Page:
Support networks are crucial

As I mentioned before, his girlfriend has worked very hard to ensure his adjustment to Danish life has been as smooth as possible.  Both her family in Denmark and his friends family in the UK have tried to do everything they can to support the couple as they enter this next chapter of their relationship. They have offered practical advice, reassurance when fear creeps in and moral support over Skype.  Although many people have moved long distances alone, knowing that there are people out there willing you to succeed can certainly help you when having a down day.

 

Have you or one of your family members moved a long distance away? Did you find yourself reflecting on the experience? What did you learn?

5 ways to get out of a rut

I’ve been meaning to write a blog post for some weeks now but the ideas weren’t flowing nor did there ever seem to be the time to actually sit down and draft something out.  I’m off for a week over Easter and I finally had some time to consider what was wrong.  I would like to share a few tips that I’ve used over the past few days.

Consider external factors

You’ve probably heard of Maslow’s Hierarchy of Needs or seen it displayed as a pyramid with the most basic physiological need such as food, sleep and shelter are at the bottom, progressing through to self-actualisation, or the need people have to achieve their full potential.  You cannot begin working on the more psychological growth needs until the more basic needs are satisfied.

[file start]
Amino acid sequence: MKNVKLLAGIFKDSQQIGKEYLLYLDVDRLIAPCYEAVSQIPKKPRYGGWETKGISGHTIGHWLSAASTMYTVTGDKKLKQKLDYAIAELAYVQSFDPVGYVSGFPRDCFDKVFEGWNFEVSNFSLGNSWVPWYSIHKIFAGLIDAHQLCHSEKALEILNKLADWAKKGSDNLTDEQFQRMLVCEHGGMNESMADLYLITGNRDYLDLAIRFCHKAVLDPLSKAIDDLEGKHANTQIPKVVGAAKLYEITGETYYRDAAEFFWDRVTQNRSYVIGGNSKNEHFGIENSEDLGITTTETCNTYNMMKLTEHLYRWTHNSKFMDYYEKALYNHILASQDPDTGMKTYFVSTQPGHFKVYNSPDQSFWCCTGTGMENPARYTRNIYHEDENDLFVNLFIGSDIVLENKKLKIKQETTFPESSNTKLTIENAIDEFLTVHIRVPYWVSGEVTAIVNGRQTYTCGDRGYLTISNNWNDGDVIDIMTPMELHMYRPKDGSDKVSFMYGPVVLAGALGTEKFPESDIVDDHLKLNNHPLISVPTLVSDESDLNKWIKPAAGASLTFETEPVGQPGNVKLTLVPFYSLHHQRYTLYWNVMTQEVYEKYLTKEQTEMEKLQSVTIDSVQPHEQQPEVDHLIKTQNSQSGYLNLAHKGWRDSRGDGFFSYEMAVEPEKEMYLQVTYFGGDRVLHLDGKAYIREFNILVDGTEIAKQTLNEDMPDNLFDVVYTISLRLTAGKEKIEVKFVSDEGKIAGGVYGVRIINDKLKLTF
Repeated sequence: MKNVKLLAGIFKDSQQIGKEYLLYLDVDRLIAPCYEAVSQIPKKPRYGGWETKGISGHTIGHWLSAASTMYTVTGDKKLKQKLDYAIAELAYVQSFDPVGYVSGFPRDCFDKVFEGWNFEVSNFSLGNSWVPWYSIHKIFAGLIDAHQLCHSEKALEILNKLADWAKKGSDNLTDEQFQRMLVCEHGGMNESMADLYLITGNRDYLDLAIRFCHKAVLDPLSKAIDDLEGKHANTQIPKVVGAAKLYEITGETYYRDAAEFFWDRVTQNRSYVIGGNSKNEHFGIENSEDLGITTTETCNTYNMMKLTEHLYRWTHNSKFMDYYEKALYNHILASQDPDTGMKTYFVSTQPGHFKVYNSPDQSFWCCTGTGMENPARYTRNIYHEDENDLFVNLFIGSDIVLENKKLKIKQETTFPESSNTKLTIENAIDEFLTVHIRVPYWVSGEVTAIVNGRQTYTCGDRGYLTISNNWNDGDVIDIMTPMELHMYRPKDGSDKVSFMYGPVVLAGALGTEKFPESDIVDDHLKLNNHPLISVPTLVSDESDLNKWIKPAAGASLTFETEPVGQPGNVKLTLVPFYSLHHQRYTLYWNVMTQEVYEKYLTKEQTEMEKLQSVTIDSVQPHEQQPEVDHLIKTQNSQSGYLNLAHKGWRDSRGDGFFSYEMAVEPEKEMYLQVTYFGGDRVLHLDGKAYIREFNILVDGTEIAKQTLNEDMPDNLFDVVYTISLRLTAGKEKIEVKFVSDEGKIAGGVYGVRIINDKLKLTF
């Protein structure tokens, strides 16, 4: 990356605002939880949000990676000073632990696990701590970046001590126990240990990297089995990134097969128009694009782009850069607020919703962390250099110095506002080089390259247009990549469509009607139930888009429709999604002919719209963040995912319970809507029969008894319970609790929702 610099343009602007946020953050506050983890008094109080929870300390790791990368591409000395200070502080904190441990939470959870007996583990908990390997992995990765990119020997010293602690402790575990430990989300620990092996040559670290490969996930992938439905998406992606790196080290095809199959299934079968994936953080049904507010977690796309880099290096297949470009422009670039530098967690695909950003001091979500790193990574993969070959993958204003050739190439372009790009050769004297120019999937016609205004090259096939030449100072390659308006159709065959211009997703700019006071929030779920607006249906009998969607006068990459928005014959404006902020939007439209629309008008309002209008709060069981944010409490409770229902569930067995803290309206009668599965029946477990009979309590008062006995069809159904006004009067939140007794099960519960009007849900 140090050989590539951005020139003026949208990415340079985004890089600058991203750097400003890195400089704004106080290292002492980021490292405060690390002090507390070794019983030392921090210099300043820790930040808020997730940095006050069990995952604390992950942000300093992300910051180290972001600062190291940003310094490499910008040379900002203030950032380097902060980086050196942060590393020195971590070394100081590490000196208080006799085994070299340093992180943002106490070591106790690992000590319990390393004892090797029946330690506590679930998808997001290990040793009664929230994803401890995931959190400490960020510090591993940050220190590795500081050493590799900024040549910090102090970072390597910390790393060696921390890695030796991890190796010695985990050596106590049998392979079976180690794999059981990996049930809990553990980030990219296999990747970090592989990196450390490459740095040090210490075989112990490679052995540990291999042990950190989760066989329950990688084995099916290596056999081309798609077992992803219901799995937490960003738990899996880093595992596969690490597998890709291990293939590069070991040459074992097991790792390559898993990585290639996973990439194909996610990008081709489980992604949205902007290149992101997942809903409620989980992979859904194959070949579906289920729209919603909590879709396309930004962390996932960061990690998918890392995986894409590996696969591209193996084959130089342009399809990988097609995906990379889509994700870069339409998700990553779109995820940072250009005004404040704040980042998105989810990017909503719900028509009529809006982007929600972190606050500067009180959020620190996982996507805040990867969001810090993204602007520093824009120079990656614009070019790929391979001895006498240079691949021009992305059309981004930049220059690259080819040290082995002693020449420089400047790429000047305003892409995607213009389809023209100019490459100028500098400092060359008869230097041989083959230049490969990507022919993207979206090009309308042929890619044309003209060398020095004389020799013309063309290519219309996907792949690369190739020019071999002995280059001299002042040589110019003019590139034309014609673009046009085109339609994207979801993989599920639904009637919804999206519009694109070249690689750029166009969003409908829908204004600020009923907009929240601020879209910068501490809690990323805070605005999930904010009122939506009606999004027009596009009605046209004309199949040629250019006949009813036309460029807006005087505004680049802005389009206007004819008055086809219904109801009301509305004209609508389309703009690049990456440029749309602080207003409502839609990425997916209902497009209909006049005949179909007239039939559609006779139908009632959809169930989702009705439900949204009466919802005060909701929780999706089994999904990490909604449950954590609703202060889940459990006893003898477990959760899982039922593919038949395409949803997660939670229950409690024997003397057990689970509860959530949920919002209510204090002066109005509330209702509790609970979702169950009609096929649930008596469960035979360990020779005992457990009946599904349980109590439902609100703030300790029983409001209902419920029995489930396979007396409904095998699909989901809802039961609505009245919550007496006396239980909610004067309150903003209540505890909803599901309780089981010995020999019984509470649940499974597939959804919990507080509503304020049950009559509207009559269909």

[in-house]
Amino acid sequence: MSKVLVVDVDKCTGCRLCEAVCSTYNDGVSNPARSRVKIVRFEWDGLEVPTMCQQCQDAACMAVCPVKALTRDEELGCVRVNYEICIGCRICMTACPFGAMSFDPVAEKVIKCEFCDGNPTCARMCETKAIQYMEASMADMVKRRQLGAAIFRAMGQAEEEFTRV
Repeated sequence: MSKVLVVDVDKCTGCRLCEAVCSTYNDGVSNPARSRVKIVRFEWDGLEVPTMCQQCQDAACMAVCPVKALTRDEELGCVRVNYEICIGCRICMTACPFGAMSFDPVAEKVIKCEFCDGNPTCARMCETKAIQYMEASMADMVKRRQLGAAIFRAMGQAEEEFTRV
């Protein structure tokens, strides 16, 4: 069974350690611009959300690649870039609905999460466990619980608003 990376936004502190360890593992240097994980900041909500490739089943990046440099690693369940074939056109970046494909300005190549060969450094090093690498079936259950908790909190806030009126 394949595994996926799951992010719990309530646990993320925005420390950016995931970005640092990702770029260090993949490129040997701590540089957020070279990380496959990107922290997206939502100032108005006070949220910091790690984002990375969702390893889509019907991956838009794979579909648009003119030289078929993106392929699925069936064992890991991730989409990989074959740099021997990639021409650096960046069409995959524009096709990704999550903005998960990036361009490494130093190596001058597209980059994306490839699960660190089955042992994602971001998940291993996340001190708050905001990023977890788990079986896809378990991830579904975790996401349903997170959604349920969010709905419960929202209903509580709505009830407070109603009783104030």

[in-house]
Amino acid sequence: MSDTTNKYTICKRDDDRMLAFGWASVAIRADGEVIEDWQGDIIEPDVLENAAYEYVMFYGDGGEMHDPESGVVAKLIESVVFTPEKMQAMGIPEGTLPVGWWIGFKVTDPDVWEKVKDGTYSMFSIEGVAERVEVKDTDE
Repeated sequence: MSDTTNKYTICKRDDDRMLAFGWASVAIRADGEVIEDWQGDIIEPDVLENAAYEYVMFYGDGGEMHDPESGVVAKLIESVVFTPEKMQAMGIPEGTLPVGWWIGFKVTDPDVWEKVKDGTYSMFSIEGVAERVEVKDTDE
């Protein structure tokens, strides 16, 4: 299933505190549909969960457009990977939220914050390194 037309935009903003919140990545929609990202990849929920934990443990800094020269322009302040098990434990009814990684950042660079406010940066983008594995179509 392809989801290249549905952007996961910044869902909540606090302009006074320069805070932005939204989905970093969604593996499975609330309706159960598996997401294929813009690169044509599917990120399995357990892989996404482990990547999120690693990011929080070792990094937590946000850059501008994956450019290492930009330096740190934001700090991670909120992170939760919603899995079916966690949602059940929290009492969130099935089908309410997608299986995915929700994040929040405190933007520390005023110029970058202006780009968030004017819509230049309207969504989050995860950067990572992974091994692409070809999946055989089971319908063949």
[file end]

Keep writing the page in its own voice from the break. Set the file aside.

Over the past few days, our son has been having trouble sleeping at night, constantly waking almost every hour. This has led to an unhealthy lack of sleep for both of us.  The off shoot of this is as well as being chronically tired, we’re not taking time to eat well or exercise which perpetuates the cycle.  If you’re not feeling particularly inspired, have you stepped back to ensure all of your basic needs are being met?

Try the 5 Whys Technique to establish the root of the problem

The 5 Whys technique was created by Sakichi Toyoda, founder of Toyota Industries in the 1930’s and the company still use it today.  I first read about this in a blog post and have found this an excellent way to pinpoint the exact cause of my worries.

You begin by defining the problem and then ask ‘Why?’.  When you have answered this question, ask yourself why in response to your answer.  This process continues until your answers to why produce no more useful responses.  The five in the 5 Whys is subjective, you may be able to reach the root of the problem in only 2 or 3 whys or you may need to keep questioning further.

In my situation, I felt the cause of my lack of productivity was caused by uncertainty about our housing situation. I’ve previously written about where we want to eventually live but we are still currently saving our deposit so feel a bit in limbo at the moment.